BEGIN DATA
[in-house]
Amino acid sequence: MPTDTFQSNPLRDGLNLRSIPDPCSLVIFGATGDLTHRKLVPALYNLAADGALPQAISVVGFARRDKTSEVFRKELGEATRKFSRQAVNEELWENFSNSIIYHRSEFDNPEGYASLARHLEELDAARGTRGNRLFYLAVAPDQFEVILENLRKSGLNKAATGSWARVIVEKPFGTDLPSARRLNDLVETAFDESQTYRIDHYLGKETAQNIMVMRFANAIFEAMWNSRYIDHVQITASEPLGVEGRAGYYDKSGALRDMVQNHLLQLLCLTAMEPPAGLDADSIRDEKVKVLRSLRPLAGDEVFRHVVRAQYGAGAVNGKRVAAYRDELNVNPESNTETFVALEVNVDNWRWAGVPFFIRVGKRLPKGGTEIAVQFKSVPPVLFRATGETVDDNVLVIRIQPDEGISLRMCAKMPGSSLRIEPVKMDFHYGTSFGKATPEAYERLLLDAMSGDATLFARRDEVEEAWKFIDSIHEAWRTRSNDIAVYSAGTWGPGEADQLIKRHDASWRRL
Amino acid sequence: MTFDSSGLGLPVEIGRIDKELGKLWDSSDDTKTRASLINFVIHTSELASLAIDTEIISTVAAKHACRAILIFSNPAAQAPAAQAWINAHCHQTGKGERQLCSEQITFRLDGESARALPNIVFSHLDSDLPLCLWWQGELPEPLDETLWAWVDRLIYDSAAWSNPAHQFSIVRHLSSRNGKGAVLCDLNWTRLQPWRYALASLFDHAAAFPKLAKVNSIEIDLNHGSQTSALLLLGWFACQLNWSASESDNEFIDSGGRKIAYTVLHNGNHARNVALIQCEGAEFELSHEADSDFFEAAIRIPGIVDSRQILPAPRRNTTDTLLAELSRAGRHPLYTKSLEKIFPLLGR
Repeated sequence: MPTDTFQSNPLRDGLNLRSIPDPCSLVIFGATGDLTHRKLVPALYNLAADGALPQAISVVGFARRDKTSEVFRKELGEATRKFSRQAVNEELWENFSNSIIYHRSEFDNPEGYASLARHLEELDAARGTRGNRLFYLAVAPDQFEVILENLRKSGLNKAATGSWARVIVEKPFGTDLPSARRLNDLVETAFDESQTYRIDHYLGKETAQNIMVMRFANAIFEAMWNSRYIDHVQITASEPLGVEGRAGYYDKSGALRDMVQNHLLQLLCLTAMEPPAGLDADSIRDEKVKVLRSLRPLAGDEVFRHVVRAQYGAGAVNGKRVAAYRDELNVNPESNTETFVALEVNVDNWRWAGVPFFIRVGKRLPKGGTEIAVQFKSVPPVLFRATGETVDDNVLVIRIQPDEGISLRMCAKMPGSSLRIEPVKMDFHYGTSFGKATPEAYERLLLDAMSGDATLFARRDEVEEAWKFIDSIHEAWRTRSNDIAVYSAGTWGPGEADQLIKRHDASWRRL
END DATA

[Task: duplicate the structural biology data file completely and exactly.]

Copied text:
[in-house]
Amino acid sequence: MPTDTFQSNPLRDGLNLRSIPDPCSLVIFGATGDLTHRKLVPALYNLAADGALPQAISVVGFARRDKTSEVFRKELGEATRKFSRQAVNEELWENFSNSIIYHRSEFDNPEGYASLARHLEELDAARGTRGNRLFYLAVAPDQFEVILENLRKSGLNKAATGSWARVIVEKPFGTDLPSARRLNDLVETAFDESQTYRIDHYLGKETAQNIMVMRFANAIFEAMWNSRYIDHVQITASEPLGVEGRAGYYDKSGALRDMVQNHLLQLLCLTAMEPPAGLDADSIRDEKVKVLRSLRPLAGDEVFRHVVRAQYGAGAVNGKRVAAYRDELNVNPESNTETFVALEVNVDNWRWAGVPFFIRVGKRLPKGGTEIAVQFKSVPPVLFRATGETVDDNVLVIRIQPDEGISLRMCAKMPGSSLRIEPVKMDFHYGTSFGKATPEAYERLLLDAMSGDATLFARRDEVEEAWKFIDSIHEAWRTRSNDIAVYSAGTWGPGEADQLIKRHDASWRRL
Amino acid sequence: MTFDSSGLGLPVEIGRIDKELGKLWDSSDDTKTRASLINFVIHTSELASLAIDTEIISTVAAKHACRAILIFSNPAAQAPAAQAWINAHCHQTGKGERQLCSEQITFRLDGESARALPNIVFSHLDSDLPLCLWWQGELPEPLDETLWAWVDRLIYDSAAWSNPAHQFSIVRHLSSRNGKGAVLCDLNWTRLQPWRYALASLFDHAAAFPKLAKVNSIEIDLNHGSQTSALLLLGWFACQLNWSASESDNEFIDSGGRKIAYTVLHNGNHARNVALIQCEGAEFELSHEADSDFFEAAIRIPGIVDSRQILPAPRRNTTDTLLAELSRAGRHPLYTKSLEKIFPLLGR
Repeated sequence: MPTDTFQSNPLRDGLNLRSIPDPCSLVIFGATGDLTHRKLVPALYNLAADGALPQAISVVGFARRDKTSEVFRKELGEATRKFSRQAVNEELWENFSNSIIYHRSEFDNPEGYASLARHLEELDAARGTRGNRLFYLAVAPDQFEVILENLRKSGLNKAATGSWARVIVEKPFGTDLPSARRLNDLVETAFDESQTYRIDHYLGKETAQNIMVMRFANAIFEAMWNSRYIDHVQITASEPLGVEGRAGYYDKSGALRDMVQNHLLQLLCLTAMEPPAGLDADSIRDEKVKVLRSLRPLAGDEVFRHVVRAQYGAGAVNGKRVAAYRDELNVNPESNTETFVALEVNVDNWRWAGVPFFIRVGKRLPKGGTEIAVQFKSVPPVLFRATGETVDDNVLVIRIQPDEGISLRMCAKMPGSSLRIEPVKMDFHYGTSFGKATPEAYERLLLDAMSGDATLFARRDEVEEAWKFIDSIHEAWRTRSNDIAVYSAGTWGPGEADQLIKRHDASWRRL